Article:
About Cristina Branco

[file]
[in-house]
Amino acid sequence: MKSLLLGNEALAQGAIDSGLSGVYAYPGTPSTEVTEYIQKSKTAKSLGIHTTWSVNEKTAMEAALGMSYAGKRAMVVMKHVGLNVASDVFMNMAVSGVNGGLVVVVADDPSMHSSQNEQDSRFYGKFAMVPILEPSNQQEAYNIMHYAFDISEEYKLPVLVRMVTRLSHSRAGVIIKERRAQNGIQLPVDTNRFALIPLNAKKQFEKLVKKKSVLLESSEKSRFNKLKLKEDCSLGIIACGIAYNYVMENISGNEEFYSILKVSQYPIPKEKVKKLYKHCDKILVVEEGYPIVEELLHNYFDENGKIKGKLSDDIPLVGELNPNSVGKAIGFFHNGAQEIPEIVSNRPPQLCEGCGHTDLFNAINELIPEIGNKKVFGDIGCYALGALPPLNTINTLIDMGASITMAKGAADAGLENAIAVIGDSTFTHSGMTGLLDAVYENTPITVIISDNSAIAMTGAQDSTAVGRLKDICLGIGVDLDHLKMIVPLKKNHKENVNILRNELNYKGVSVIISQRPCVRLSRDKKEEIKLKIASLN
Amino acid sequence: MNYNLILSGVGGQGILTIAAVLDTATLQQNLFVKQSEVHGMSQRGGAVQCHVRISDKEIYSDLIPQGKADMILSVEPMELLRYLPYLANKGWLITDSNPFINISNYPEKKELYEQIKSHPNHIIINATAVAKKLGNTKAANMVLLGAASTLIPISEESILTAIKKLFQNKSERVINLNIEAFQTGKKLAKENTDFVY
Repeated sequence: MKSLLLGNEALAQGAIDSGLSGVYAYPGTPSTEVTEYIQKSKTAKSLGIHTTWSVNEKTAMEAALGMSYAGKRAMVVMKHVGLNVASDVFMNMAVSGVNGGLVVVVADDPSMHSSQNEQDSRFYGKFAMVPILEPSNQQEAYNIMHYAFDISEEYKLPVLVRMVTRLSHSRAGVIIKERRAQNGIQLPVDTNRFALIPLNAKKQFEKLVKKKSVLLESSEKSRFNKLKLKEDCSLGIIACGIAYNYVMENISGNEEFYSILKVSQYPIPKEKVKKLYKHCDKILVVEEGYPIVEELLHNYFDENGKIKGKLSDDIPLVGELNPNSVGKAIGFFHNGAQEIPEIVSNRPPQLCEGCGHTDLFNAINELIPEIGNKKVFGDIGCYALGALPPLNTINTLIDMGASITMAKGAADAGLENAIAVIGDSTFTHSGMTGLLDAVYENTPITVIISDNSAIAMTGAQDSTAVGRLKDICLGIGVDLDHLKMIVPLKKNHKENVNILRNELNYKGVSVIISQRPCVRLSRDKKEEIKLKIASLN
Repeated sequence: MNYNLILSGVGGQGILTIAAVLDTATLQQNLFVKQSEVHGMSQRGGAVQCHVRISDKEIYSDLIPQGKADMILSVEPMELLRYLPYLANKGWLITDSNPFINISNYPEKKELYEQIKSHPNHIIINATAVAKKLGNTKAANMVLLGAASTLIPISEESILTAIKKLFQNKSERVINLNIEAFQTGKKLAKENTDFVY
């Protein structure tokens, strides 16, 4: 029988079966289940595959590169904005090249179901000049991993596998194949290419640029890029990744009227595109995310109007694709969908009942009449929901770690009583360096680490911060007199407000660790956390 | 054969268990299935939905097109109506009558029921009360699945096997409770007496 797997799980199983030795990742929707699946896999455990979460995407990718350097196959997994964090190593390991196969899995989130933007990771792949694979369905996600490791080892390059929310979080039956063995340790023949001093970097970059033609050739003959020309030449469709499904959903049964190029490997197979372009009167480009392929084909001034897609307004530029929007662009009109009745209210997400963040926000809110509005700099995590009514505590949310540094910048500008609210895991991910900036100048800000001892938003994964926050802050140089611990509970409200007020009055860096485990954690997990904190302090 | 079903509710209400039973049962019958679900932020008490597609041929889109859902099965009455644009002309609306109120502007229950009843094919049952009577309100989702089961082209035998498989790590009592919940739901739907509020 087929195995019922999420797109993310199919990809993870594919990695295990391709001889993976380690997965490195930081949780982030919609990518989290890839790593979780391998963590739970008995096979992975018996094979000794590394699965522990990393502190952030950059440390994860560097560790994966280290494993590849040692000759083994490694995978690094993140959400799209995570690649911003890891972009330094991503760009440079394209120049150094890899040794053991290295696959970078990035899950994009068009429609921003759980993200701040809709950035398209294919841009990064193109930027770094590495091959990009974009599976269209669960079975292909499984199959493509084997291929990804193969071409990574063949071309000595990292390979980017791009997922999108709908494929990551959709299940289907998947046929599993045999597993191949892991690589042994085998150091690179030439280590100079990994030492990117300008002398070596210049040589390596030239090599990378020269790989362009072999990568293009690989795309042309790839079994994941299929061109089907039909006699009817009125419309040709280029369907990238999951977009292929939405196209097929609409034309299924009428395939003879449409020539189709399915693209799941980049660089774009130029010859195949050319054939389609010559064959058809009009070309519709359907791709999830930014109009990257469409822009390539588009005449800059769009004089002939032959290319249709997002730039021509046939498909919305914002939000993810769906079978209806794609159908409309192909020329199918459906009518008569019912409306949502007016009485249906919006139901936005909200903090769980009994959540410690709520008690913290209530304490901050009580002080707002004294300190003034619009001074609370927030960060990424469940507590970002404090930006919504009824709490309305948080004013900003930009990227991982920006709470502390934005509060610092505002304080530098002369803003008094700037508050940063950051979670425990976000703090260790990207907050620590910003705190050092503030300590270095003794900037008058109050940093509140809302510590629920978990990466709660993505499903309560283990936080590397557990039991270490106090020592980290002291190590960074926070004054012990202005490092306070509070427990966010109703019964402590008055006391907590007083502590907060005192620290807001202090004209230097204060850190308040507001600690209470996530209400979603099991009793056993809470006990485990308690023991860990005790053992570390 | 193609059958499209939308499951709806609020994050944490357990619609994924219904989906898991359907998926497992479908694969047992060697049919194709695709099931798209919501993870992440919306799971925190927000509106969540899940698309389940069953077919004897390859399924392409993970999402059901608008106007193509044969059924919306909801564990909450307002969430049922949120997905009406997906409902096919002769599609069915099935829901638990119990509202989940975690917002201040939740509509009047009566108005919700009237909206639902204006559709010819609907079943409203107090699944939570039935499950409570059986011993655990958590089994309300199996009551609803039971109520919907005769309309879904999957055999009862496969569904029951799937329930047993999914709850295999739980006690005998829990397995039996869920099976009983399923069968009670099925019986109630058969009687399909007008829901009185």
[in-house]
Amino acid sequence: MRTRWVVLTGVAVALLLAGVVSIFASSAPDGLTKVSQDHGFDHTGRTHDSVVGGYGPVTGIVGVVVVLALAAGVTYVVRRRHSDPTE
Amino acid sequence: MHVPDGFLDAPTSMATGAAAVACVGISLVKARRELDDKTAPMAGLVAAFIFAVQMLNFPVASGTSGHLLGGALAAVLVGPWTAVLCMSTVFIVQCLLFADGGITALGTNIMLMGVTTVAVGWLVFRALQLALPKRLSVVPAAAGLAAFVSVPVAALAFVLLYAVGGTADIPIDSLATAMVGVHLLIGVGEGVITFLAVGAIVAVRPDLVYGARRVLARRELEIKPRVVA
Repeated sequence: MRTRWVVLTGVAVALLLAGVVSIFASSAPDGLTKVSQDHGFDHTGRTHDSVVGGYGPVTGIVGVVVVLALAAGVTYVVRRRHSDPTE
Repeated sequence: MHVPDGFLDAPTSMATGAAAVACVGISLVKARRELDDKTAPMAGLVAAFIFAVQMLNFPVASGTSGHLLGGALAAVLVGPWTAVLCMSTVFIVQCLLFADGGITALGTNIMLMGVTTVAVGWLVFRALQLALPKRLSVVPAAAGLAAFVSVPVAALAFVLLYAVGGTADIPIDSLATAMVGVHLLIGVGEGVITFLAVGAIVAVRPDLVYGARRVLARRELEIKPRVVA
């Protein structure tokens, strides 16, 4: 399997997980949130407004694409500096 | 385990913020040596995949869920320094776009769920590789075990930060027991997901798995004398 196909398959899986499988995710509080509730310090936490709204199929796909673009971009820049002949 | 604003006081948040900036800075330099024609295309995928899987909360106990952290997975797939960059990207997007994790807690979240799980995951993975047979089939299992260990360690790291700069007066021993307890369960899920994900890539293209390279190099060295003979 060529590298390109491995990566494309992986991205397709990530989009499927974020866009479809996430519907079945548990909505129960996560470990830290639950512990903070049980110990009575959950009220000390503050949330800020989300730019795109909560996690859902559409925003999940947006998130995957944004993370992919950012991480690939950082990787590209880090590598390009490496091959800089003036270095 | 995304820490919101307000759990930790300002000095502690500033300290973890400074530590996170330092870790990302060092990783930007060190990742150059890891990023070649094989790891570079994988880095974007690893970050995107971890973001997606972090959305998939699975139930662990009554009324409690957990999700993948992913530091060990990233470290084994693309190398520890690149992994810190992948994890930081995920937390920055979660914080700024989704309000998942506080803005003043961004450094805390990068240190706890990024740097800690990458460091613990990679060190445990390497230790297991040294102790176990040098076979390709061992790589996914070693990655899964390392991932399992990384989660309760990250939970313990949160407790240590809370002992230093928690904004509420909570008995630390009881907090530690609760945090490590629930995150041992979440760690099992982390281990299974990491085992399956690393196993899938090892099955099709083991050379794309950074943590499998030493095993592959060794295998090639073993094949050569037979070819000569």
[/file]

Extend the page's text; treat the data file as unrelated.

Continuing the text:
While Cristina Branco doesn't possess the strongest voice in the crop of new fadistas who've sprung up since '90s, her dedication to the form and her willingness to take risks make her a key player in the movement. She first made a splash during the early swelling of the new fado trend: her 1999 release, Murmurios, won her France's prestigious Choc de l'AnnÃÂÃÂ©e du Monde de la Musique award and launched her on the international stage. The album marked the beginning of a fruitful collaboration with noted fado guitarist Custodio Castelo. The duo turned to Portuguese poetry for their inspiration, crediting the poet David Mourao Ferreira with inspiring both 2003's Corpo Illuminado and 2005's Sensus, and Branco even recorded a 2001 album in homage to the Dutch poet Jan Jacob Slauerhoff (who spent some time in Portugal). Branco came to fado rather late in life; for years she had sung jazz and pop, but she considered fado old-fashioned. The gift of an Amalia Rodrigues album from her grandfather and a second introduction to the singer in college finally captured her imagination. Not always comfortable with fado's melancholy extremes, Branco compensates by bringing a certain pop freshness to her sound.